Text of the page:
The Big 50

From the Omaha World Herald:

After 50 years, Nebraska’s Radio Talking Book Service is finding new ways to help blind people
Emily Nitcher May 7, 2024 Updated May 10, 2024

As 11 a.m. approaches, Ryan Osentowski waits for his cue.
He puts on a pair of headphones and gets ready to speak into the microphone in front of him.
Any second now, MeMe Smith and Larry Thornton will finish the first hour of reading that day’s editions of the Omaha World-Herald and the Lincoln Journal Star on Radio Talking Book Service.
“It is time for our star across the glass here, Ryan, to take over the mic because we’re going to take a short break …” Thornton says, looking through the studio window at Osentowski.
Osentowski, the station manager, takes it from there.
“Thank you very much, Larry and MeMe …,” Osentowski says before introducing a string of advertisements and public service announcements.
The break will give Smith and Thornton, both volunteers, an opportunity to stretch their legs and rest their voices before jumping back on air to finish reading Nebraska’s two largest newspapers to thousands of listeners from Omaha to Scottsbluff in the Panhandle.
For 24 hours a day, seven days a week, Radio Talking Book Service provides programming for listeners who are blind, low vision or print impaired. It broadcasts over the radio and internet on radios and smart speakers given to listeners at no cost.
“We are providing for a group of people that most people don’t care about,” said Osentowski, who is blind.
Smith and Thornton’s broadcast lasts about two hours. Then Osentowski fills the 22 other hours of the day with pre-recorded programming from more than 80 volunteers who provide more than 90 hours of programming a week.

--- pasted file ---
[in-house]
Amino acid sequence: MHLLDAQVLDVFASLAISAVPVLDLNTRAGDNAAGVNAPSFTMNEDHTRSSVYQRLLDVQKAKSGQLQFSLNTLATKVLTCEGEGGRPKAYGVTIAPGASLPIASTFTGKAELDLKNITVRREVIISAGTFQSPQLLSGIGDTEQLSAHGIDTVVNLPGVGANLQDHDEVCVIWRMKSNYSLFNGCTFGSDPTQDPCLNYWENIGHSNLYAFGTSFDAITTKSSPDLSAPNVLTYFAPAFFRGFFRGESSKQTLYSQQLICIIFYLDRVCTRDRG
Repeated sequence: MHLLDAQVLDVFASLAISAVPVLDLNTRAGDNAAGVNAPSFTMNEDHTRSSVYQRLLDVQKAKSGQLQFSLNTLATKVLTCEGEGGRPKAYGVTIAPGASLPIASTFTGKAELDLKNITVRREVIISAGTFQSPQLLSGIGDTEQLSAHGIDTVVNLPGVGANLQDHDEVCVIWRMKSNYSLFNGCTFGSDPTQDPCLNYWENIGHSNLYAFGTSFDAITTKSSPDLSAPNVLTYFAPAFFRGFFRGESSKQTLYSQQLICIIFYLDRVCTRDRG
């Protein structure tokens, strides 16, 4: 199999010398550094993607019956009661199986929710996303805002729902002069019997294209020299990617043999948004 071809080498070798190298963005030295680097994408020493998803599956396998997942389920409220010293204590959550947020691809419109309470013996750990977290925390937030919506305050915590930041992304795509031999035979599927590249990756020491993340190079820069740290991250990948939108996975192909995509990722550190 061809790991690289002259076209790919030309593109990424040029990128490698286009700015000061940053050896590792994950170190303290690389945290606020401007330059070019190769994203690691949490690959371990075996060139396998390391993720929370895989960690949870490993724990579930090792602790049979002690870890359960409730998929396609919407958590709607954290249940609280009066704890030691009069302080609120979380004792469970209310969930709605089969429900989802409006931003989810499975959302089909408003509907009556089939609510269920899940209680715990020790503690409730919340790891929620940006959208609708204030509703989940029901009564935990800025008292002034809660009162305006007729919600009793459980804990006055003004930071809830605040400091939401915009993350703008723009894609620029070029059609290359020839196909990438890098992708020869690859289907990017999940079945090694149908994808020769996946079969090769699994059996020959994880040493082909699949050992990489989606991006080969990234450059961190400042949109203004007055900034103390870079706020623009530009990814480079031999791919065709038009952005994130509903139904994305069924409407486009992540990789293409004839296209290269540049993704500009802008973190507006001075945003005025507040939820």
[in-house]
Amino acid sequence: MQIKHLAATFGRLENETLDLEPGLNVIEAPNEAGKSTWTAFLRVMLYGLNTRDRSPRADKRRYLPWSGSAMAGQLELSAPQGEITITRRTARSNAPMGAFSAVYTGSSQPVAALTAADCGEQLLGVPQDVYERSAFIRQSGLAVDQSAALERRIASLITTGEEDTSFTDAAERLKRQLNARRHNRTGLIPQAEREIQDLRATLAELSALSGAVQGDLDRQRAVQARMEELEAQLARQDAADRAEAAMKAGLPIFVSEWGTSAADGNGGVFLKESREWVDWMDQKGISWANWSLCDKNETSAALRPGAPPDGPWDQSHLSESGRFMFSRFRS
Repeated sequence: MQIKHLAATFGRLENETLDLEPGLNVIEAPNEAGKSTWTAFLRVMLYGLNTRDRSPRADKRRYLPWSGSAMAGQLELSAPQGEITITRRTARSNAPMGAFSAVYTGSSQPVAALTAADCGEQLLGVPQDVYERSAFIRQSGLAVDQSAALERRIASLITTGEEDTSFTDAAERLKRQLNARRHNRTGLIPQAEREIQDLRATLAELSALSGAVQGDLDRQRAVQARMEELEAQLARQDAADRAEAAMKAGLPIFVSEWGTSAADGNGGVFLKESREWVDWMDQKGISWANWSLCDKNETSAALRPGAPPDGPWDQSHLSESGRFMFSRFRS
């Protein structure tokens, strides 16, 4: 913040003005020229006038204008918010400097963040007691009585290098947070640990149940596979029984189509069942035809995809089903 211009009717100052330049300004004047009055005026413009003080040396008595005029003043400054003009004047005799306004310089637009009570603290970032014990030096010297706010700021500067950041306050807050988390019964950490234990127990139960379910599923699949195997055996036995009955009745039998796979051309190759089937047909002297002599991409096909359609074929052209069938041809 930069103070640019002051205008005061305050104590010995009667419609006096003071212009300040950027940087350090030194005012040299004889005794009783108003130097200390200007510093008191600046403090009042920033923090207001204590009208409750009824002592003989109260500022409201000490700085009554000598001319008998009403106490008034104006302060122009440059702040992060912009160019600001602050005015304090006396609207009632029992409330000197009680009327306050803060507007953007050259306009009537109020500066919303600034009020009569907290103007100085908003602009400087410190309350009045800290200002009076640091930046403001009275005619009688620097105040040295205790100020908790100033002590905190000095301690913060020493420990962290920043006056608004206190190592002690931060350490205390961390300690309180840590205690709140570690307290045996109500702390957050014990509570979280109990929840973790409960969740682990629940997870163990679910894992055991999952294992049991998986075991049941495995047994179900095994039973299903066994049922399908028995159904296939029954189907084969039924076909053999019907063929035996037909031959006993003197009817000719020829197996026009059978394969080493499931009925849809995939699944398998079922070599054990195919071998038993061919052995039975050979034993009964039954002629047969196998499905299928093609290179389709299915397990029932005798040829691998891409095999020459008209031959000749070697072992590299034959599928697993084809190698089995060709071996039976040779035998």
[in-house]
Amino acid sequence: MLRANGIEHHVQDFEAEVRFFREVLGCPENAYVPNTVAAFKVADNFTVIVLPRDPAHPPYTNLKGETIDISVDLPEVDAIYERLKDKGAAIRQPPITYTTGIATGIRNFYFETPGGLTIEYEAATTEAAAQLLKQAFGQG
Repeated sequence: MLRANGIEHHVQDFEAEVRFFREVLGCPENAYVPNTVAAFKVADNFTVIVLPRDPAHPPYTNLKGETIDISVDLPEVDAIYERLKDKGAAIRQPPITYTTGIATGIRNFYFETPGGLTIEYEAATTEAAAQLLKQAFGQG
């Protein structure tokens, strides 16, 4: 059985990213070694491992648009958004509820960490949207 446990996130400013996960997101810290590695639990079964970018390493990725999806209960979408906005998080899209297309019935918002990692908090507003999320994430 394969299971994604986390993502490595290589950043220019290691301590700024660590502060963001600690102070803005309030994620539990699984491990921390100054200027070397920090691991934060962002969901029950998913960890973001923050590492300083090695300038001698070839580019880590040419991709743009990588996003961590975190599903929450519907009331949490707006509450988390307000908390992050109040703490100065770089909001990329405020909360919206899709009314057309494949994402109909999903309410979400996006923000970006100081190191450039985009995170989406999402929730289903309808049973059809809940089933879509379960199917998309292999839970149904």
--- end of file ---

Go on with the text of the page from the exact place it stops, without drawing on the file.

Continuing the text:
The volunteers also read 21 regional newspapers like the Fremont Tribune, Grand Island Independent and Columbus Telegram. They read the weekly grocery and department store ads so people can plan their shopping trips around what’s on sale. One volunteer reads recipes, making sure her broadcast corresponds with upcoming holidays and events.
The voices on the radio have changed as volunteers come and go, but this year marks 50 years of Radio Talking Book Service being a constant source of news and entertainment for the people who need it.
Osentowski used the recent tornadoes in Nebraska and Iowa as an example.
“What just happened, sure, people can listen to their radio and television, but what about the aftermath?” he said. “Who’s going to tell them about the damage in Elkhorn? Who’s going to read them the newspaper? We do it. We bring information from newspapers, magazines and the otherwise printed word that they can’t read themselves.”
Most of the listeners, 82%, are over the age of 65, said Bekah Jerde, executive director of Radio Talking Book Service. She said many of them have aged into vision loss and want to reconnect to the things they used to enjoy. One woman told Jerde she subscribed to The World-Herald for 50 years and missed it when she could no longer read it herself.
Services for the blind change with the times
While the mission of Radio Talking Book Service has remained the same since Dr. Craig Fullerton founded it in 1974, technology has not. That led to some tough conversations between Jerde and others in 2016.
In 2015, the service had 574 documented listeners. Listenership had plummeted for several reasons, including the 2009 requirement that television stations stop broadcasting analog signals. Suddenly, Jerde said, thousands of listeners could no longer use their TVs to hear Radio Talking Book Service.
“In 2016, you were looking at all of it and you felt that heavy question of relevancy and how can we move forward?” Jerde said.
The answer came in the form of streaming, smart speakers and more intentional programming.
Now, when listeners request access to Radio Talking Book Service they can choose between a radio or a smart speaker making the broadcasts available to anyone with internet service. That includes those in rural areas the FM signal won’t reach.
The service added more newspapers to the lineup going from seven to 21. It added a statewide newscast in Spanish. And launched audio description services for people attending local theater performances, exhibits, parades and more.